As a design inspiration, look to Alfred Heineken. Not a designer, Heineken was a brewer and a businessman.  In the 1950s, modernizing the look of the Dutch brewing company, Heineken made two changes to the beer’s logo. He dropped the upper-casing and then, to be playful, he tilted the e until it resembled a smile. Simple.

Defense in depth suggests more controls and more tools are better. However, this complexity comes at a cost. In a study performed by Cisco, the number of vendor tools was directly correlated with the downtime from a security incident. Security teams using one vendor averaged four hours or less of downtime, while teams managing more than 50 averaged more than 17 hours of downtime.

I suspect the downtime is driven by the team’s confusion when responding to incidents. It fits my personal experience, and reminds me of what Donald A. Norman wrote in Living with Complexity. “Modern technology can be complex, but complexity by itself is neither good nor bad: it is confusion that is bad. Forget the complaints against complexity; instead, complain about confusion.”

Economy of mechanism suggests implementing the fewest controls and fewest tools to mount an adequate defense. We have a finite cognitive throughput from people doing the work and people securing the work. We have a finite budget. After we have the requirements and possible tooling options, ask how we can achieve the same results with less. Ask again, and again.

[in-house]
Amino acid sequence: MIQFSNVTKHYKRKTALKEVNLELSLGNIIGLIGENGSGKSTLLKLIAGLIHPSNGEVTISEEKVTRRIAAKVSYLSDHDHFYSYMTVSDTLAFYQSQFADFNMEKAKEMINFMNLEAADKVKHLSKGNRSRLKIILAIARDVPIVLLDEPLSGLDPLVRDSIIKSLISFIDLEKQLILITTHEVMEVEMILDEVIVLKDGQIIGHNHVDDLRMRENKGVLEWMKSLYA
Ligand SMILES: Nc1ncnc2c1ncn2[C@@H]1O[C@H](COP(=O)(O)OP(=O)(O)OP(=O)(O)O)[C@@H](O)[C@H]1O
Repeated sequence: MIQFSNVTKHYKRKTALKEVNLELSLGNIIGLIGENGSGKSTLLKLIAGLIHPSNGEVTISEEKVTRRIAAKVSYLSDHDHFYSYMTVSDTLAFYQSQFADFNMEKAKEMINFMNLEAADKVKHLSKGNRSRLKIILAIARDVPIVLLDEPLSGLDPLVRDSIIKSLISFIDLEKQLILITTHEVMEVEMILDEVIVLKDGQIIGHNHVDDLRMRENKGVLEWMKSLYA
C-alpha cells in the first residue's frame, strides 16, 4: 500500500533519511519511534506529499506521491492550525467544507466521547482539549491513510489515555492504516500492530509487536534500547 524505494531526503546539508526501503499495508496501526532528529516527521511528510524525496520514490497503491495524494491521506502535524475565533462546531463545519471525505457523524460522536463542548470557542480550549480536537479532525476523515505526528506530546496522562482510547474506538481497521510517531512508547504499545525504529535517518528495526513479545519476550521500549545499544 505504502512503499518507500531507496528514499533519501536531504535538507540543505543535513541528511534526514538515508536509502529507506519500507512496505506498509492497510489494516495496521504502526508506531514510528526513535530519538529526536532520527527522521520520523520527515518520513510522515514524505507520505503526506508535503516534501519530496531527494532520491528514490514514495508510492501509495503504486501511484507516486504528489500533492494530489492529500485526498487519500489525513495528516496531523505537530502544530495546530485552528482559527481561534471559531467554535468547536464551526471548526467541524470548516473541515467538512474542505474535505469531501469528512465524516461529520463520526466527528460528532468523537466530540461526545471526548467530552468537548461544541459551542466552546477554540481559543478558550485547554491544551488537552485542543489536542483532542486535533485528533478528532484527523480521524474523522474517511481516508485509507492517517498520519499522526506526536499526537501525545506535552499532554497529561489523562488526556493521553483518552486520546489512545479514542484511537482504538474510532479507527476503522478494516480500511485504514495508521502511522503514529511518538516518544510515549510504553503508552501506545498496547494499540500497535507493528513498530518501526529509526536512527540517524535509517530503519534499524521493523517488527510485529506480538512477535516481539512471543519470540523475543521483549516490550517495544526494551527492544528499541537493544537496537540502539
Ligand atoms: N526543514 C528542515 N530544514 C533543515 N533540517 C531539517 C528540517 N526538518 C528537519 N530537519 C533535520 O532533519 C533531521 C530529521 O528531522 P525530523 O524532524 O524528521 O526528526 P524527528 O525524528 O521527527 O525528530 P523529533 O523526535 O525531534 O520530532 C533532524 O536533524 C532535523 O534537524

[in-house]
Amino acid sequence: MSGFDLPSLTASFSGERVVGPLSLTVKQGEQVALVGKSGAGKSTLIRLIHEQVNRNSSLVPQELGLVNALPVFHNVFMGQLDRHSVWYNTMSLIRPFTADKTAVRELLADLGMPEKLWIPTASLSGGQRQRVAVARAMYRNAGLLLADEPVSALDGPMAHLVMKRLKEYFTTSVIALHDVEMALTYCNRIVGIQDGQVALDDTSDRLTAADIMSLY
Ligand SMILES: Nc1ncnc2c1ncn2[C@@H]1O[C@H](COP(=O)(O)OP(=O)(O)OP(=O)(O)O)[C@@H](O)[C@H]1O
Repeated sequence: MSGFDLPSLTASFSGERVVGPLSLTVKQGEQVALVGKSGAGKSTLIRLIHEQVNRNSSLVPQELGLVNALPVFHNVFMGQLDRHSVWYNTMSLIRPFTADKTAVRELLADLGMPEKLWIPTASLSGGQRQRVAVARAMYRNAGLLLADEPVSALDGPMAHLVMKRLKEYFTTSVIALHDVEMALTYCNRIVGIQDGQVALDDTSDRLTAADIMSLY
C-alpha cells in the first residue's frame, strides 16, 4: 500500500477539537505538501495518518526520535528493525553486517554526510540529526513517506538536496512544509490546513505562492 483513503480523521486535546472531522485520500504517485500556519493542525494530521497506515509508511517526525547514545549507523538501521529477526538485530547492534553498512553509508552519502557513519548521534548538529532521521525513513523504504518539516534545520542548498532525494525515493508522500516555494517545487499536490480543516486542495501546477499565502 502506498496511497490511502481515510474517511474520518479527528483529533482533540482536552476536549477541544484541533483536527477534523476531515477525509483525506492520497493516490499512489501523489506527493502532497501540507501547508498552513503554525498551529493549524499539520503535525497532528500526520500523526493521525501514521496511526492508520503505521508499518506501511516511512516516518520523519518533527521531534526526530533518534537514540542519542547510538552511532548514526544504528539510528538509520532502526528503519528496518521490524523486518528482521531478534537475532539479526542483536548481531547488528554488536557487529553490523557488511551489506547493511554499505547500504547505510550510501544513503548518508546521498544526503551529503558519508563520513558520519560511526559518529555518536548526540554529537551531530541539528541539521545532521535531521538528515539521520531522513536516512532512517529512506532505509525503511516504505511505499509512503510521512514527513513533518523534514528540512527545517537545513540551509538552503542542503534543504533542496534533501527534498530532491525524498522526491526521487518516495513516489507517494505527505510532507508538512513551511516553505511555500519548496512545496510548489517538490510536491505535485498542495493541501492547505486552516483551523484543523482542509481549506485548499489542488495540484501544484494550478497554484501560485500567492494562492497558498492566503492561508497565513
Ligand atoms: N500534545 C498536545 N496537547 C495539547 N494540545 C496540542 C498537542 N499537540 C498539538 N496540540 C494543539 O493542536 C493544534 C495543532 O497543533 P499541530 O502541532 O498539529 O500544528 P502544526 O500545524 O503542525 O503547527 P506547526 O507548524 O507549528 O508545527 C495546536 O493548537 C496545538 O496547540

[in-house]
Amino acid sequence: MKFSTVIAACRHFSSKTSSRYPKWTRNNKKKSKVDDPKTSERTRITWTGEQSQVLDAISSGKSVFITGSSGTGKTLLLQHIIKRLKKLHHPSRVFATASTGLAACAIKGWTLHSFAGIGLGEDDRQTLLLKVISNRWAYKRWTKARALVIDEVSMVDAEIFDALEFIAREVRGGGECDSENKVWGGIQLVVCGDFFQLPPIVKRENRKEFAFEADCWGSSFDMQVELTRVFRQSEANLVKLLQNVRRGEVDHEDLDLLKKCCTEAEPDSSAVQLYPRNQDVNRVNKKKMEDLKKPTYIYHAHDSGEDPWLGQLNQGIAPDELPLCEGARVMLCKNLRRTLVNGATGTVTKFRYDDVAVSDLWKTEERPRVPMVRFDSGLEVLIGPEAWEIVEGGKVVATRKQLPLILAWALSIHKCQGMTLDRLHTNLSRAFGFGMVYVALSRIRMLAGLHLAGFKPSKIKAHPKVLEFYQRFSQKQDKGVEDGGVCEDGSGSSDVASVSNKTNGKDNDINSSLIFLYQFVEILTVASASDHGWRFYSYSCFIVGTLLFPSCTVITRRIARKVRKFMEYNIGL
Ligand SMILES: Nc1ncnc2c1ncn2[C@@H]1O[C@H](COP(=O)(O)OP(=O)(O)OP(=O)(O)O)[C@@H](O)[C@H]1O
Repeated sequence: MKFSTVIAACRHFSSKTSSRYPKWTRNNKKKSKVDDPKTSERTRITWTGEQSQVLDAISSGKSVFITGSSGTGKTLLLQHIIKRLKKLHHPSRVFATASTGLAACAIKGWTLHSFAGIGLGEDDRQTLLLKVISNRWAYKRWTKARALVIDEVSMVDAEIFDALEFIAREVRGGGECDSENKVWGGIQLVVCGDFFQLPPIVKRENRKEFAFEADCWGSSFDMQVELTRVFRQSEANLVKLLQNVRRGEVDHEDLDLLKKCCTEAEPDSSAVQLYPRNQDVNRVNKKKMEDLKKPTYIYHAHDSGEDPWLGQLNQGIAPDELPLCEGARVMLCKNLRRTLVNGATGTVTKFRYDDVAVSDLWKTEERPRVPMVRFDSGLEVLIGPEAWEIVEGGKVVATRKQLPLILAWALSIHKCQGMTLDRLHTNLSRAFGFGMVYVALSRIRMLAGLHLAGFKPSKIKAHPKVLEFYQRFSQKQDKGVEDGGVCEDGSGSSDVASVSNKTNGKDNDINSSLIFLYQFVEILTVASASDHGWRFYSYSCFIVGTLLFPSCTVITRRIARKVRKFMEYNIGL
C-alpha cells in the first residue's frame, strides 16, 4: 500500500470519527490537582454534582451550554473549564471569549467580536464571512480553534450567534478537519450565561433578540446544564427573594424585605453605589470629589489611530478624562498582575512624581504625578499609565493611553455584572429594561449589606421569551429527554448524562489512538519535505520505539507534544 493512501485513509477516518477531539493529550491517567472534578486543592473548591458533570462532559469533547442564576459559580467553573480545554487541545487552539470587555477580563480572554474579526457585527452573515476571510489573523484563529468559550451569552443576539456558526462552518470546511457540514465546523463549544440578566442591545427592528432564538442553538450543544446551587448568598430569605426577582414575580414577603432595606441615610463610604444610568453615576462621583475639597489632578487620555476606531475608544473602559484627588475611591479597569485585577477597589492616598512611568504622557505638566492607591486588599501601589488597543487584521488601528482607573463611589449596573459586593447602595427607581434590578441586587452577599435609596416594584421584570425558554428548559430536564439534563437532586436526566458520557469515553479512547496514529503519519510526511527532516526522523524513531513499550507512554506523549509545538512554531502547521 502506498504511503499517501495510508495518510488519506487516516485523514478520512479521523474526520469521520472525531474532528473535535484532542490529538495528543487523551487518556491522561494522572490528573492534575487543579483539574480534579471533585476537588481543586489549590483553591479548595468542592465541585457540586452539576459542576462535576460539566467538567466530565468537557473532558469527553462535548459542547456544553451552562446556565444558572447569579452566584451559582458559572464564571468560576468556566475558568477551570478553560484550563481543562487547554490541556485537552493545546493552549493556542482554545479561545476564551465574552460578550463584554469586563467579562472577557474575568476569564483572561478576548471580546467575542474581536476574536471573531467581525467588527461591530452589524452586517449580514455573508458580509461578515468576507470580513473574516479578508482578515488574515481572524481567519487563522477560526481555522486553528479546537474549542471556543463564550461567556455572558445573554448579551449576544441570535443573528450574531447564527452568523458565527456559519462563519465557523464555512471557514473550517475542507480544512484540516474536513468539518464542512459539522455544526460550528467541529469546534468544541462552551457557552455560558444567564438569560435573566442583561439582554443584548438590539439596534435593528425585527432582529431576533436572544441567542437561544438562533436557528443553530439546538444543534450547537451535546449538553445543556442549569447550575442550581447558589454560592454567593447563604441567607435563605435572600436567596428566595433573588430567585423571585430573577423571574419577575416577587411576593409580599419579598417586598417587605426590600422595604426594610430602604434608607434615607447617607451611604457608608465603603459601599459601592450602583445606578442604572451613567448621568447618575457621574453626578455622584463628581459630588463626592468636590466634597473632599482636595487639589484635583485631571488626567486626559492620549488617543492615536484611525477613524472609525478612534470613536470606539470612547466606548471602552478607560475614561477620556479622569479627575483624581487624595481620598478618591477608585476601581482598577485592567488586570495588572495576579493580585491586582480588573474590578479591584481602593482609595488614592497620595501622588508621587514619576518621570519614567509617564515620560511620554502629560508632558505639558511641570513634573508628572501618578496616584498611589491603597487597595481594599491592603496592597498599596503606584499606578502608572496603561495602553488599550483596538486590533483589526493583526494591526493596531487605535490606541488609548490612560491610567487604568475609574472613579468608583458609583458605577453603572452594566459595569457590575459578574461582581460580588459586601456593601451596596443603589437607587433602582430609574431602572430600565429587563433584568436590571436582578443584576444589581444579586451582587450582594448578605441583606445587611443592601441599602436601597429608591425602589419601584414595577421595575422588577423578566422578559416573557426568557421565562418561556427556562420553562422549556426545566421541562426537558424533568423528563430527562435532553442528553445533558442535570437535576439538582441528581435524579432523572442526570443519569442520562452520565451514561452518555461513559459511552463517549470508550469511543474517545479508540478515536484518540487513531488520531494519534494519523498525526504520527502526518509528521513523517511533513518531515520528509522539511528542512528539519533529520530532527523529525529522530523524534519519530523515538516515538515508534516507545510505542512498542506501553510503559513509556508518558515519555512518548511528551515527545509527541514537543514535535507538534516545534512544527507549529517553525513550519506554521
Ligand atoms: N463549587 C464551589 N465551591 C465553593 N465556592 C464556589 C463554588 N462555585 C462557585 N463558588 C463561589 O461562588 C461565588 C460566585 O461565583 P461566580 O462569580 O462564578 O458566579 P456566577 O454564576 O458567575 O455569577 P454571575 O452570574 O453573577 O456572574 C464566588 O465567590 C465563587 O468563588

Find the letter e, tilt it a bit, and smile.

Heineken’s smiling e logo, photography by Heineken.

This article is part of a series on designing cyber security capabilities. To see other articles in the series, including a full list of design principles, click here.

Scale with Philosophy and Methodology – Design Monday

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Artists create unique piece for a limited audience. Designers create for scale. The tension exists between creating something that works and building something that’s repeatable.

This tension came up in conversation around the article I wrote about Kenji Kawakami and the art of Chindōgu. The principle is employing playful anarchy to bring security controls from useless to un-useless to useful. People were quick to point out that quantifiable, repeatable, scalable security is jeopardized by the ad hoc chaos of creation.

For guidance, look to George Nelson who was the Director of Design for Herman Miller from 1947 to 1972. One of the first designs George Nelson brought forward was a “sculpture-for-use” table by Isamu Noguchi. Sculpture remade as a repeatable product. Nelson also managed designers such as Charles and Ray Eames, Alexander Girard, and Robert Propst. It’s a simple comparison to draw from furniture to technology, from the difficulty of managing people like the Eames to the difficulty of managing today’s cybersecurity talent.

Here is how Nelson did it for twenty-five years:

Philosophy. Reading George Nelson’s introduction to the Herman Miller catalog in light of the intrinsic motivation framework laid out in the book Drive. Autonomy, mastery, purpose. Nelson’s philosophy is finely tuned for getting the best out of innovative people. An unstated undercurrent is that designs must be producible. After all, Herman Miller is a business. The trick was to protect the playful anarchy while harnessing the results for manufacturing at scale. “There is a hint of the craftsman as opposed to the industrialist.”